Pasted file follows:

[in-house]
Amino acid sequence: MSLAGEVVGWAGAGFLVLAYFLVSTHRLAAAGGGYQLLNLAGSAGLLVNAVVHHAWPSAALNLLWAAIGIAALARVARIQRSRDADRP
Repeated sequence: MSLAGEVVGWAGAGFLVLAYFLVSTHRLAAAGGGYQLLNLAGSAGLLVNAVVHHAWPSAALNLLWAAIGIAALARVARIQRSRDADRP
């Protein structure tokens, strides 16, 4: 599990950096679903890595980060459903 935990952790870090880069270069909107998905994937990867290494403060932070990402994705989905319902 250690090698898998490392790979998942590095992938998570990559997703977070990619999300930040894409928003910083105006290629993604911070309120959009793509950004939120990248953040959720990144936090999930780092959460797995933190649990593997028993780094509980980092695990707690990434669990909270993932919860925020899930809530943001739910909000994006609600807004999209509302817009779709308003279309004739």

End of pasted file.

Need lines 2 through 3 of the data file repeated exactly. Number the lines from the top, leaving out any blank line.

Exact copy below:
Amino acid sequence: MSLAGEVVGWAGAGFLVLAYFLVSTHRLAAAGGGYQLLNLAGSAGLLVNAVVHHAWPSAALNLLWAAIGIAALARVARIQRSRDADRP
Repeated sequence: MSLAGEVVGWAGAGFLVLAYFLVSTHRLAAAGGGYQLLNLAGSAGLLVNAVVHHAWPSAALNLLWAAIGIAALARVARIQRSRDADRP